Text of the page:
Irish government cuts to the disabled show they are badly out of touch -- Will they now tackle the unions and the welfare entitlements?
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|Group of disabled Irish people protest proposed government cuts|
DUBLIN: I drove past Leinster House, the Irish parliament building in Dublin, last week and saw an extraordinary sight.
Protesting outside were scores of disabled people, many without arms and legs, because the government had stated they were cutting the budget for their helpers. The protestors were almost outnumbered by the media.
The airwaves were full of their plaintive complaints that their caregivers were being laid off because of budget cuts.
The images and interviews were horrible for the government and they quickly reversed the cuts. But it left a trail of damage behind.
The immediate question was what kind of government could do such a thing to the most vulnerable of all in their community?
They will argue differently of course, that they have no choice given the demand by European authorities that they slash their budgets.
Yet the few million or so in cuts that would sever help to the disabled hardly seem worth the human cost. The government seemed unable to comprehend how bad the optics from the cuts to the most vulnerable would be.
The fact is that the disabled looked like an easy target and the Irish government has yet to confront the elephants in the room when they talk about cutting.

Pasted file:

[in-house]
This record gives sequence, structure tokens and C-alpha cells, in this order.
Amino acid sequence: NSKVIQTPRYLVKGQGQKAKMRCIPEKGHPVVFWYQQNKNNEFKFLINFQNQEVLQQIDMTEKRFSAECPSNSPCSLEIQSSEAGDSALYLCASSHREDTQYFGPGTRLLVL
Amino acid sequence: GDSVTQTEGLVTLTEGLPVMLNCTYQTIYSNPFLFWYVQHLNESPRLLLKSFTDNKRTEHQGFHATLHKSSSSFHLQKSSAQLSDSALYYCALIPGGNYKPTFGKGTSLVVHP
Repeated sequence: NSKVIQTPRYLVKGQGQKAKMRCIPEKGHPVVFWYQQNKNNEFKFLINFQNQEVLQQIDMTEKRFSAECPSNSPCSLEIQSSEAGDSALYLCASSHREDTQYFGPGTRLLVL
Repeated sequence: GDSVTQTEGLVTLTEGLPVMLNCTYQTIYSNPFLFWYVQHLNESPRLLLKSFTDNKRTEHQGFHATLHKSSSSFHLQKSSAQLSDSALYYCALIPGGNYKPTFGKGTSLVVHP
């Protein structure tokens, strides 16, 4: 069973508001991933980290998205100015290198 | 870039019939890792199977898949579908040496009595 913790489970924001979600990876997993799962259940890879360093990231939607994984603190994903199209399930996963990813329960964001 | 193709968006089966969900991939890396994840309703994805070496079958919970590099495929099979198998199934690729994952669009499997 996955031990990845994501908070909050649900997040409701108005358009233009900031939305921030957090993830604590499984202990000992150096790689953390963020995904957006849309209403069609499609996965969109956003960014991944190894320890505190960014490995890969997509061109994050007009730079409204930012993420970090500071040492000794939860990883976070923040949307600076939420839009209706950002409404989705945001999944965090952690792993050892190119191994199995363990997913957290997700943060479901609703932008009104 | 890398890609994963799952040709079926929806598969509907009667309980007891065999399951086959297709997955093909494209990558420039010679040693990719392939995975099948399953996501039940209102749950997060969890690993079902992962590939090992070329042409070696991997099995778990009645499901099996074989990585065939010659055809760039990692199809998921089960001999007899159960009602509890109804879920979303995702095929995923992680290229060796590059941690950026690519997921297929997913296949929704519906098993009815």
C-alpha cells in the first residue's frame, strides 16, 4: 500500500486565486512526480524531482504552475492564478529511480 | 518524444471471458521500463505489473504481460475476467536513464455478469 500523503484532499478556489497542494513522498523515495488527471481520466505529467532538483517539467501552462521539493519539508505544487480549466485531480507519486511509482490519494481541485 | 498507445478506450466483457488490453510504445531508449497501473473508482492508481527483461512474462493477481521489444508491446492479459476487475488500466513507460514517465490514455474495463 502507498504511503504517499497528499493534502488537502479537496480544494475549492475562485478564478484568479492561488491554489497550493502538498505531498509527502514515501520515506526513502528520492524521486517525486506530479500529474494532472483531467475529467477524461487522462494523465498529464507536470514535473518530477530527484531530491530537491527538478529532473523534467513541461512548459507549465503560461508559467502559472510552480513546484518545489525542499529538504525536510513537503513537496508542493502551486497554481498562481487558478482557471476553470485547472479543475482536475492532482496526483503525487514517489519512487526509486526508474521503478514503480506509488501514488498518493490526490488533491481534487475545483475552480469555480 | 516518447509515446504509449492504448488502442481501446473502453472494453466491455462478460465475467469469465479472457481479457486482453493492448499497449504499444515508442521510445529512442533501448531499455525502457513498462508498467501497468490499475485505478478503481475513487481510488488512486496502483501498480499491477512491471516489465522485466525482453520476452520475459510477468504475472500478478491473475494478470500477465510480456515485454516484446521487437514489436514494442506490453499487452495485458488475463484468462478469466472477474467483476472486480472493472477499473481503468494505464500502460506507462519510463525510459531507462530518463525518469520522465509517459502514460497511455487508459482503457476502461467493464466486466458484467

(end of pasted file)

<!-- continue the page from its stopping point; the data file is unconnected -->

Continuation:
TheCroke Park agreement, which set benchmark increases for public union workers who mostly have government jobs, remains the most controversial deal that this Fine Gael/Labour government is abiding by.
It freezes massive amounts of money and sets them aside for public union workers pay increases and increased government benefits.
The deal was struck by the previous government during the Celtic Tiger and all seemed fine at the time as it allowed the government workers to share the wealth with the private sector, which was booming.
That day is long gone and private sector workers have had their benefits slashed and pensions decimated.
Yet the government has refused to touch the public union contracts with the government workers agreed under the Croke Park deal. The Labour Party is deeply entrenched with public unions, which makes it even more difficult to tackle them. But the pressure is mounting, especially as $3 billion dollars in further cuts have to be made.
Ireland’s very generous welfare allowances have also been left untouched. The Sunday Business Post this weekend reported that the IMF has told the Irish government must target those welfare deals such as extra money for every child you have.
Does the Irish government have the stomach to tangle with the public unions and the welfare entitlement programs?
Certainly, given the disastrous experience of how they handled the cuts to the most vulnerable in wheelchairs there is no guarantee they will handle it effectively.
If they do not they may face an election a lot sooner than they would wish.
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